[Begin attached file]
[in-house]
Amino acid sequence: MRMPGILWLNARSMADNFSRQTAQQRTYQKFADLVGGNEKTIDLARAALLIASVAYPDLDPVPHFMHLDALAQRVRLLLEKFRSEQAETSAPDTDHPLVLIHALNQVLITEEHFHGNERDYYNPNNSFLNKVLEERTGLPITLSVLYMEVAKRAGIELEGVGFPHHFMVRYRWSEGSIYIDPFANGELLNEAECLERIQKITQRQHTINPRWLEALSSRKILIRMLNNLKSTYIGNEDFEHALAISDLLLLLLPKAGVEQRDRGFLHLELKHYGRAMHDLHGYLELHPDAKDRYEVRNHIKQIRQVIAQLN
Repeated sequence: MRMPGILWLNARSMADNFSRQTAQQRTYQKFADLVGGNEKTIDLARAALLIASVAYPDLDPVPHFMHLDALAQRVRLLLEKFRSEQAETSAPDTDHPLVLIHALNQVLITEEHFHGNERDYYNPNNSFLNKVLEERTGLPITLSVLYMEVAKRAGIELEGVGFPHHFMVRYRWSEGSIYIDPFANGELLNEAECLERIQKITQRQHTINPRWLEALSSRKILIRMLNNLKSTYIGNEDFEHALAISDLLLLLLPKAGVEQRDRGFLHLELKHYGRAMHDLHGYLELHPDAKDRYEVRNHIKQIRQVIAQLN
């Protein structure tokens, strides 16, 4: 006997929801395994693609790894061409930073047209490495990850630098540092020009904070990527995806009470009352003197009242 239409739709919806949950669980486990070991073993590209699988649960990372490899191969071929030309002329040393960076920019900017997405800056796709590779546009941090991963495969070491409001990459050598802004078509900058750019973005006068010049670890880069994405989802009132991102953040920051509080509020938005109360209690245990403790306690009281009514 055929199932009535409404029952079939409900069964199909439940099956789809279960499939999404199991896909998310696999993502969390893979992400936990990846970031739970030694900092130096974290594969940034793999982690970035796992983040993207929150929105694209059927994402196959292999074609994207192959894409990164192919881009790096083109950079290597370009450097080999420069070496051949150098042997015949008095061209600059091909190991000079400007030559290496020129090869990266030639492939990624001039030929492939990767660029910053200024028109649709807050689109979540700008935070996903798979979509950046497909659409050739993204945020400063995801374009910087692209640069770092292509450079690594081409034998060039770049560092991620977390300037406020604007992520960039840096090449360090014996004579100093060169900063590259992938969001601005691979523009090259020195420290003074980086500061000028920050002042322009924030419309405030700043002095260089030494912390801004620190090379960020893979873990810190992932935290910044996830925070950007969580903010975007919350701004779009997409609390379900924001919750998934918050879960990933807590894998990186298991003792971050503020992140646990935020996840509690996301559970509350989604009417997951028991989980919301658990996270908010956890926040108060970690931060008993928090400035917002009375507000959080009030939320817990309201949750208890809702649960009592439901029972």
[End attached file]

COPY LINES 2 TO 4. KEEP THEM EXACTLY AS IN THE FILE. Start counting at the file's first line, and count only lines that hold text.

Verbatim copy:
Amino acid sequence: MRMPGILWLNARSMADNFSRQTAQQRTYQKFADLVGGNEKTIDLARAALLIASVAYPDLDPVPHFMHLDALAQRVRLLLEKFRSEQAETSAPDTDHPLVLIHALNQVLITEEHFHGNERDYYNPNNSFLNKVLEERTGLPITLSVLYMEVAKRAGIELEGVGFPHHFMVRYRWSEGSIYIDPFANGELLNEAECLERIQKITQRQHTINPRWLEALSSRKILIRMLNNLKSTYIGNEDFEHALAISDLLLLLLPKAGVEQRDRGFLHLELKHYGRAMHDLHGYLELHPDAKDRYEVRNHIKQIRQVIAQLN
Repeated sequence: MRMPGILWLNARSMADNFSRQTAQQRTYQKFADLVGGNEKTIDLARAALLIASVAYPDLDPVPHFMHLDALAQRVRLLLEKFRSEQAETSAPDTDHPLVLIHALNQVLITEEHFHGNERDYYNPNNSFLNKVLEERTGLPITLSVLYMEVAKRAGIELEGVGFPHHFMVRYRWSEGSIYIDPFANGELLNEAECLERIQKITQRQHTINPRWLEALSSRKILIRMLNNLKSTYIGNEDFEHALAISDLLLLLLPKAGVEQRDRGFLHLELKHYGRAMHDLHGYLELHPDAKDRYEVRNHIKQIRQVIAQLN
């Protein structure tokens, strides 16, 4: 006997929801395994693609790894061409930073047209490495990850630098540092020009904070990527995806009470009352003197009242 239409739709919806949950669980486990070991073993590209699988649960990372490899191969071929030309002329040393960076920019900017997405800056796709590779546009941090991963495969070491409001990459050598802004078509900058750019973005006068010049670890880069994405989802009132991102953040920051509080509020938005109360209690245990403790306690009281009514 055929199932009535409404029952079939409900069964199909439940099956789809279960499939999404199991896909998310696999993502969390893979992400936990990846970031739970030694900092130096974290594969940034793999982690970035796992983040993207929150929105694209059927994402196959292999074609994207192959894409990164192919881009790096083109950079290597370009450097080999420069070496051949150098042997015949008095061209600059091909190991000079400007030559290496020129090869990266030639492939990624001039030929492939990767660029910053200024028109649709807050689109979540700008935070996903798979979509950046497909659409050739993204945020400063995801374009910087692209640069770092292509450079690594081409034998060039770049560092991620977390300037406020604007992520960039840096090449360090014996004579100093060169900063590259992938969001601005691979523009090259020195420290003074980086500061000028920050002042322009924030419309405030700043002095260089030494912390801004620190090379960020893979873990810190992932935290910044996830925070950007969580903010975007919350701004779009997409609390379900924001919750998934918050879960990933807590894998990186298991003792971050503020992140646990935020996840509690996301559970509350989604009417997951028991989980919301658990996270908010956890926040108060970690931060008993928090400035917002009375507000959080009030939320817990309201949750208890809702649960009592439901029972």